All this oral history was absolutely fascinating but it had to be recorded somewhere, in English, to widen the audience who would be able to access it. Given my passion for Mahmoud Saïd and my determination to discover more of his oeuvre, yet torn by the frustration I had to discover the lack of documentation on such a pivotal artist and a pioneer of Modern Arab art, I gave the idea to Dr. Rashwan to do a catalogue raisonné for Mahmoud Saïd’s oeuvre, just like many of the main Impressionist and Modern Western artists have their oeuvre referenced in a catalogue raisonné. In that way, we would illustrate all Saïd’s works and showcase their beauty, but more importantly we would document them, locate them, list them, and by doing so, we would authenticate them. I saw this book as a way to safeguard Saïd’s oeuvre, to promote it to a more global audience, and to ‘clean up’ the market which was already back then in 2010 ‘polluted’ by fake Saïd paintings. I soon realised that publishing books like that was a necessity for Middle Eastern artists in general but the work required is gargantuan and faces many challenges.

RN: IN YOUR OPINION, WHAT ARE SOME KEY PIECES OR ASPECTS WITHIN THE DALLOUL COLLECTION THAT MAKE IT A VALUABLE AND INDISPENSABLE RESOURCE FOR THE PRESERVATION OF ARAB ART?

VH: Generally speaking, the collection includes works by Egyptian, Lebanese, Iraqi, Moroccan, Palestinian, Syrian, Tunisian, Saudi, Yemeni, Sudanese, Kuwaiti, Emirati and Bahraini artists – these are unprecedented numbers of different artists all united under the same entity and consequently presenting the richness of each of these country’s cultural modern and contemporary heritage. In that way DAF acts as a reminder of how vast the production of Modern and Contemporary Arab art truly is, and how much it has been completely omitted

from art historical books and courses in the West.
In terms of key pieces at DAF, there are so many to choose from but I think one that stands out is Le Bain Des Chevaux À Rosette (1950) by Mahmoud Saïd – oneof the first masterpieces to enter DAF, which was discovered mainly thanks to the detective work Dr. Rashwan and I were doing for the Mahmoud Saïd catalogue raisonné. The vibrant blue, the peacefulness and the blinding light of this painting are absolutely mesmerising, and confirm Saïd’s recognition as a ‘master of colour’.

On a completely different level, the impressive collection of paintings by the contemporary Lebanese artist Ayman Baalbaki – especially the monumental TheMiddle East (2014) – is mind-blowing and has such a strong presence on the DAF walls, positioning Baalbaki as one of the leading artists of his generation. Most importantly, the unparalleled number of Palestinian artists represented in the DAF collection was a true revelation for me – like all the artists featured in the collection, DAF provides them with a voice with global outreach through its exhibition space, publications and website.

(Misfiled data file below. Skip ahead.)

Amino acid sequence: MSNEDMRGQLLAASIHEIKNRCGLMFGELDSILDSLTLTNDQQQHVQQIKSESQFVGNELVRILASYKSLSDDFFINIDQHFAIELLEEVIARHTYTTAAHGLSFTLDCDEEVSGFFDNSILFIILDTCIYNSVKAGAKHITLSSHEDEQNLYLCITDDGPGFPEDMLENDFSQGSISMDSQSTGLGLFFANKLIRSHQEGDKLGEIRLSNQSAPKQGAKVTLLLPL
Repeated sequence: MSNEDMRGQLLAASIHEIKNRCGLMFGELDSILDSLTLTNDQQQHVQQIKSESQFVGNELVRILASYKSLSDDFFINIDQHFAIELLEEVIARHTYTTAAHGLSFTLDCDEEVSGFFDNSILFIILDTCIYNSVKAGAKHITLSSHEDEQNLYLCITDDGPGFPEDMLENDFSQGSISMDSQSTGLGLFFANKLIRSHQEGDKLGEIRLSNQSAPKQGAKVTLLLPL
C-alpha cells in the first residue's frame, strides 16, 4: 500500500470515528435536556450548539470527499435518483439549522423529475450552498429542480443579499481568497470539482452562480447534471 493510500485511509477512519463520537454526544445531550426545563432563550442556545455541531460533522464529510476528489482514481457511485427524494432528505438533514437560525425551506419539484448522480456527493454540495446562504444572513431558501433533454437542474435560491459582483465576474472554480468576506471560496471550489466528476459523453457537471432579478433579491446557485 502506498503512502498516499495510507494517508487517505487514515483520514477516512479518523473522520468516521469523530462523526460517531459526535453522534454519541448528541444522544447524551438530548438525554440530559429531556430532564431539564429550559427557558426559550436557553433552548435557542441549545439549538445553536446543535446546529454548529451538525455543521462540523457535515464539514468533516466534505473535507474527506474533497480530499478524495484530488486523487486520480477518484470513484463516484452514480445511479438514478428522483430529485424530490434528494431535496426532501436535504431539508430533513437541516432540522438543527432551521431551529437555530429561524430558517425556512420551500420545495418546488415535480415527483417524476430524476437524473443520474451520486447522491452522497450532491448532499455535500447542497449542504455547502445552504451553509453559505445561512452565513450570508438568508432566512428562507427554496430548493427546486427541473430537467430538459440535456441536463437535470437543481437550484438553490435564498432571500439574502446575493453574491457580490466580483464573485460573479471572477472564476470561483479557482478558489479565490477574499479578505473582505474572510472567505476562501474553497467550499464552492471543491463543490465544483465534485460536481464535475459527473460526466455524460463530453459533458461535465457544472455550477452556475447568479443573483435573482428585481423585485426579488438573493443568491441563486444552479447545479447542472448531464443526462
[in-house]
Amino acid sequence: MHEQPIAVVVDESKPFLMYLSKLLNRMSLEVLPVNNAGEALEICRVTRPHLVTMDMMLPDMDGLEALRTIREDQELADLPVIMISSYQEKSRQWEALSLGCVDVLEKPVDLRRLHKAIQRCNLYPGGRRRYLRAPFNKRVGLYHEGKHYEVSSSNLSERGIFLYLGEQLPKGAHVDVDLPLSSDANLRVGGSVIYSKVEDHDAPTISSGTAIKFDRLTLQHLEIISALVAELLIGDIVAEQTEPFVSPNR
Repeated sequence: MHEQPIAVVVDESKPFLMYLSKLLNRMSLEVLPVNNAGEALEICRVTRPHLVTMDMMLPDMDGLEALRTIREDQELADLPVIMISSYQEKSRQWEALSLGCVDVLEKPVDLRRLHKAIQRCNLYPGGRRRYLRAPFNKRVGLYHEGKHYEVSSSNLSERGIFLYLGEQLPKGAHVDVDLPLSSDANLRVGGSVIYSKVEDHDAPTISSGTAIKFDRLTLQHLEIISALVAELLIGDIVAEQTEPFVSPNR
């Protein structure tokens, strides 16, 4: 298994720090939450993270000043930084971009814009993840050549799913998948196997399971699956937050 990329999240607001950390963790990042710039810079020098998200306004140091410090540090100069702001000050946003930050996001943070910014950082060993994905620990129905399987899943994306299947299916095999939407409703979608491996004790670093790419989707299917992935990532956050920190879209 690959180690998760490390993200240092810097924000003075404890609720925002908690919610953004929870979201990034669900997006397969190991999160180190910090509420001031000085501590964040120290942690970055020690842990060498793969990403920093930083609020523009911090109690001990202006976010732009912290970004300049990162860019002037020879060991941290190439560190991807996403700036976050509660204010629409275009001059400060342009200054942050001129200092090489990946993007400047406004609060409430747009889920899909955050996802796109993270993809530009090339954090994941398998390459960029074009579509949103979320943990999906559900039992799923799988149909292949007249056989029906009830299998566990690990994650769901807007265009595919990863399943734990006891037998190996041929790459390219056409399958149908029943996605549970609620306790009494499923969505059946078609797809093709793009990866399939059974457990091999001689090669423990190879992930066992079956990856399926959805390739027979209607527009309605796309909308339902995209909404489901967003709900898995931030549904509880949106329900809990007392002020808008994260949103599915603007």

Ayman Baalbaki, The Middle East, 2014 207.5 x 407.5 x 5.5 cm DAF Beirut

RN: ART PRESERVATION OFTEN INVOLVES COLLABORATIONS AND ACADEMIC INITIATIVES. COULD YOU ELABORATE ON HOW YOUR WORK ON MAHMOUD SAÏD’S CATALOGUE RAISONNÉ HAS STRENGTHENED THE ACADEMIC COMMUNITY’S CONNECTION WITH THE DALLOUL COLLECTION AND ITS MISSION?

VH: The Mahmoud Saïd catalogue raisonné would not have been possible without the sponsorship of DAF, and of our other generous sponsors – just like the Abdel Hadi El-Gazzar catalogue raisonné which has literally just been published, and the Aimé Azar English translation and enhanced re-edition presented into two elaborate volumes of 600 pages each (to be published in spring 2024) would have never existed had it not been for the financial support of DAF – just like his father, Basel Dalloul is more than a collector and the director of an art foundation- he understands the importance of documenting, promoting through books, and extending the mission of DAF into sponsoring academic projects.

RN: YOU HAVE EXTENSIVE EXPERIENCE WITH INTERNATIONAL INSTITUTIONS AND AUCTION HOUSES. HOW DO YOU ENVISION THE DALLOUL COLLECTION EVOLVING IN THE FUTURE, AND WHAT ROLE MIGHT IT PLAY IN SHAPING THE NARRATIVE OF ARAB ART GLOBALLY?

VH: The beauty of the DAF collection is that it is not set in stone although it has a solid backbone – it will never be outdated and ‘grow old’ as it constantly renews itself – Christie’s London is selling around 50 works from the DAF collection on 9th November 2023, each of which are key examples by some of the region’s leading artists, offering a unique opportunity for other collectors globally to own one of these works.

This shows how DAF seeks to literally share its collection with the wider art world, but it also allows DAF to filter its collection and sell works for which there are already similar paintings in the collection, in view of providing a fresh budget to purchase new artworks by young contemporary artists, ultimately also giving them a platform to be heard.

RN: THE WORLD OF ART IS DYNAMIC AND EVER-EVOLVING. WHAT CHALLENGES AND OPPORTUNITIES DO YOU SEE IN PRESERVING AND PROMOTING ARAB ART, AND HOW DOES THE DALLOUL COLLECTION ALIGN WITH THESE TRENDS?